Led by the Ahrars, a coalition of Islamist parties, including the Jamaat-i-Islami and Deobandi groups, launched an anti-Ahmadi movement called Tehrik-i-Khatme Nabuwat (Movement to Protect the Finality of Prophethood) in Punjab in 1953. The agitation remained restricted to Lahore and some other Punjabi cities. The new movement demanded the designation of the Ahmadis as non-Muslims and the expulsion of the Ahmadis from all important official positions, particularly the then Foreign Minister, Sir Zafarullah Khan. The government had to impose martial law and crush the agitation with an iron hand. The Ahrars slowly disappeared from the scene and were replaced by the more hardline and permanent Deobandi-based Tehrik-i-Khatme Nabuwat, which has played a key role in radicalizing the Deobandi sect since the 1953 agitation. As the Tehrik-i-Khatme Nabuwat has no political structure, all Deobandi ulema and jihadists from all Deobandi political and religious parties follow the movement.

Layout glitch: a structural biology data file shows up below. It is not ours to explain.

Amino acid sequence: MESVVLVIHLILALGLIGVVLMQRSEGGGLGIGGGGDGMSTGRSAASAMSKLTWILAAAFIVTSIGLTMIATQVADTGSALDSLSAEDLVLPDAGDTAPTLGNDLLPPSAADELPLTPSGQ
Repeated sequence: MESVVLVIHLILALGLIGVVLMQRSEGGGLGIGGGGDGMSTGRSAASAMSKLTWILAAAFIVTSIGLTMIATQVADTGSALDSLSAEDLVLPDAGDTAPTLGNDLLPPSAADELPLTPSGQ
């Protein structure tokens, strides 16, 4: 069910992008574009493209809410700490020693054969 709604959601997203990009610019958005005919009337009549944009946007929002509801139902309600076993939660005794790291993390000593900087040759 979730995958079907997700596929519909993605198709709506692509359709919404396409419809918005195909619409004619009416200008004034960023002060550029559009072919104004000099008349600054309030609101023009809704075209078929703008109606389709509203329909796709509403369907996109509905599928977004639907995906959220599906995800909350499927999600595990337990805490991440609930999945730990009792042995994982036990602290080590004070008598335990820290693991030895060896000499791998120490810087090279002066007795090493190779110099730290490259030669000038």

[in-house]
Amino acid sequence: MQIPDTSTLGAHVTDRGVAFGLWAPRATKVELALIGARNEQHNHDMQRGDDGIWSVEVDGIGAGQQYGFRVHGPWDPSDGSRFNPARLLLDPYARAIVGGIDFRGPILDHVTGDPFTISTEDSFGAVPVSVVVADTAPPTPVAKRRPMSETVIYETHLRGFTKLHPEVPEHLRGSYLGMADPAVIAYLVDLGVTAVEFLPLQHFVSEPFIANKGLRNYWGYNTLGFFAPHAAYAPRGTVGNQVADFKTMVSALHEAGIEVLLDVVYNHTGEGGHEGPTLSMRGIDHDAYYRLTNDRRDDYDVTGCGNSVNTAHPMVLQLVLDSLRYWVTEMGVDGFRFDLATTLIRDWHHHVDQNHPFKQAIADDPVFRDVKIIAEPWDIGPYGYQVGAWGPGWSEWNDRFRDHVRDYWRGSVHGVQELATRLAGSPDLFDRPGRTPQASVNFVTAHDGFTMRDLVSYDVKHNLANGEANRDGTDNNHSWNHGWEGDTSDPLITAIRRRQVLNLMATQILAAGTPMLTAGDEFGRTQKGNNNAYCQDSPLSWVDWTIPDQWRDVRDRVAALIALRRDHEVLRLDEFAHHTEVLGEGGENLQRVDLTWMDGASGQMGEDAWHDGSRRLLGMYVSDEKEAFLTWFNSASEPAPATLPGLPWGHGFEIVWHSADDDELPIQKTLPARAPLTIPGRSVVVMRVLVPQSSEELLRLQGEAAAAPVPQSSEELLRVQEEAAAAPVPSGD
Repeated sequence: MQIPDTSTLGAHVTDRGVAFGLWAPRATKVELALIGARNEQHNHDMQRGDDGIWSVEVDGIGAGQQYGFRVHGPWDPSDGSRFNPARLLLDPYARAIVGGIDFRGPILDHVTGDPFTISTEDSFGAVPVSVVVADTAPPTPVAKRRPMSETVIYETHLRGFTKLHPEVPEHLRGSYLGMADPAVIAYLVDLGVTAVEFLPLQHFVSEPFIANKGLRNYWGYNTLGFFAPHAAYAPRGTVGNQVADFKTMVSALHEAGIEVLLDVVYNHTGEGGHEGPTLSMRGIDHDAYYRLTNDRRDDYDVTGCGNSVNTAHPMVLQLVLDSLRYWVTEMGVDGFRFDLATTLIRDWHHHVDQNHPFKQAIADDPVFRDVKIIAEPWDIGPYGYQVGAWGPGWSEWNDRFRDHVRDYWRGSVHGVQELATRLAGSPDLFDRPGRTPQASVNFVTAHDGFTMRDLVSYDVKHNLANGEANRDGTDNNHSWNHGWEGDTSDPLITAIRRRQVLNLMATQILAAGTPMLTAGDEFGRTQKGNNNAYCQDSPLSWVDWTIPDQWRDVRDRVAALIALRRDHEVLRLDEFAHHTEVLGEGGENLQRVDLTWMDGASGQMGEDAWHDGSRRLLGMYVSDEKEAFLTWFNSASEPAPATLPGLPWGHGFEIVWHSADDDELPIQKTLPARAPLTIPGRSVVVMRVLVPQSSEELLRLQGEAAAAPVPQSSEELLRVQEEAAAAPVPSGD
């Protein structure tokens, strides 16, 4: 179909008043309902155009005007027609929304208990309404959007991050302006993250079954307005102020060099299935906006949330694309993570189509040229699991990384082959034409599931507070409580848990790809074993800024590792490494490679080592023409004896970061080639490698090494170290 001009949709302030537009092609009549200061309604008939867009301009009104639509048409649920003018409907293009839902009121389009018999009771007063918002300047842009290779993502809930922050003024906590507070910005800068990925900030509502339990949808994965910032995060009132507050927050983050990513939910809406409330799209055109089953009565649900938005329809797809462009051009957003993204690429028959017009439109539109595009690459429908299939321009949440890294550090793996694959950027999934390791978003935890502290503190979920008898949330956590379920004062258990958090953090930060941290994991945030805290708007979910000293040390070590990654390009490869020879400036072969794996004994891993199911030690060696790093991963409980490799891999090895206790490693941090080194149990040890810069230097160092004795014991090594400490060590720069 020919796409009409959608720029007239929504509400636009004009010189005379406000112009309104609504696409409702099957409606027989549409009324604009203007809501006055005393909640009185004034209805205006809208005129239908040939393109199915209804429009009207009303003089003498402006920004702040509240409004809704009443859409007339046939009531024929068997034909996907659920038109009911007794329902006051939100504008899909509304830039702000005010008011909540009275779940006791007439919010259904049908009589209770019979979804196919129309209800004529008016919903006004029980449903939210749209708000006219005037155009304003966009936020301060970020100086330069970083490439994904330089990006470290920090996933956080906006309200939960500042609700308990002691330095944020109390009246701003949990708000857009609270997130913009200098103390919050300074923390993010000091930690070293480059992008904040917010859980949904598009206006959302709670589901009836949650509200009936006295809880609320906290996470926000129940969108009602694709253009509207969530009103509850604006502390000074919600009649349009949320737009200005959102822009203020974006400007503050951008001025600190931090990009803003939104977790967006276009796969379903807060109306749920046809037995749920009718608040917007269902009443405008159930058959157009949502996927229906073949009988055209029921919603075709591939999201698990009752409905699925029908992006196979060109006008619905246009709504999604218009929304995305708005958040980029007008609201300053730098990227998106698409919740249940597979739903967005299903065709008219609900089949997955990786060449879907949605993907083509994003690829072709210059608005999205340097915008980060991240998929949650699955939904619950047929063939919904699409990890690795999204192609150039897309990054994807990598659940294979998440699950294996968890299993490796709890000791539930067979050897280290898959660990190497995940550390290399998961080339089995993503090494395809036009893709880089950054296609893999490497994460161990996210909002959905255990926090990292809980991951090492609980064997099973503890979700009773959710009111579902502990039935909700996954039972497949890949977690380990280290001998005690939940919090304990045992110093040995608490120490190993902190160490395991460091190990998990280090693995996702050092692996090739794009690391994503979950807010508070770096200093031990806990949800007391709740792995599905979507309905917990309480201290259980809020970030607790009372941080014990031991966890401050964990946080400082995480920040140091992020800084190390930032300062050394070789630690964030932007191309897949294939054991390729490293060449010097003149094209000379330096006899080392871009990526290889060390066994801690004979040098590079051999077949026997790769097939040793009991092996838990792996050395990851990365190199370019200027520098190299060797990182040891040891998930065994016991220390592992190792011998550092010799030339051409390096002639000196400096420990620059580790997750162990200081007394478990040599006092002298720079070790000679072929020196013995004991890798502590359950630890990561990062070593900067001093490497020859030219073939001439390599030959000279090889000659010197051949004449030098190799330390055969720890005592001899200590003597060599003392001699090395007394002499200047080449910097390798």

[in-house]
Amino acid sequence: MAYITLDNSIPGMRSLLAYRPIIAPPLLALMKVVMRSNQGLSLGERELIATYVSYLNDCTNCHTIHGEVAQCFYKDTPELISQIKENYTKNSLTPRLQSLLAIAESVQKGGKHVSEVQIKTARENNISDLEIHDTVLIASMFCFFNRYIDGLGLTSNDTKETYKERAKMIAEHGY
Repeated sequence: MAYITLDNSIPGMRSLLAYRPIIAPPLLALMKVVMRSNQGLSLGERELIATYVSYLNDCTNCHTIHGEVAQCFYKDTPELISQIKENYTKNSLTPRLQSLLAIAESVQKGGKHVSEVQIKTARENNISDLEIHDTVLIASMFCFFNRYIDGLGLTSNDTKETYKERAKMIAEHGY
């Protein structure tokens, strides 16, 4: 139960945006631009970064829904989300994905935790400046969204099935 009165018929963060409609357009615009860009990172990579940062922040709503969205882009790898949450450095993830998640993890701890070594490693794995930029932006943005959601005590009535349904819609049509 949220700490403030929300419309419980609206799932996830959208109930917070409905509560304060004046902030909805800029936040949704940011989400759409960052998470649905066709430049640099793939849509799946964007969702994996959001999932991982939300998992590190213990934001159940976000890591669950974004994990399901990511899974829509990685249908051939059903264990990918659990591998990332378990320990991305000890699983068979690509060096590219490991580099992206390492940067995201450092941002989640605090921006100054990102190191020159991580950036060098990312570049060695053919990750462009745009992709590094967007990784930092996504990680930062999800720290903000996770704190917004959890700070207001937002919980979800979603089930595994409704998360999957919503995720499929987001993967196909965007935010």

The Tehrik-i-Khatme Nabuwat and the Jamaat-i-Islami of Pakistan once again launched anti-Ahmadi agitation in 1974 and forced Prime Minister Zulfikar Ali Bhutto to have Parliament declare Ahmadis non-Muslims. Under a constitutional amendment, Ahmadis were barred from calling themselves Muslims and using Islamic terms. Ahmadis had been victim of violence by other Muslim sects from the early days but their persecution became semi-official after 1974, with scores of Ahmadis killed and hundreds others injured in Pakistan. Within three days of the latest Lahore terrorist attacks, an ordinary Muslim stabbed an Ahmadi to death in the Punjab town of Narowal with a knife (Dawn, June 1). Typical of anti-Ahmadi violence, the incident attracted little attention.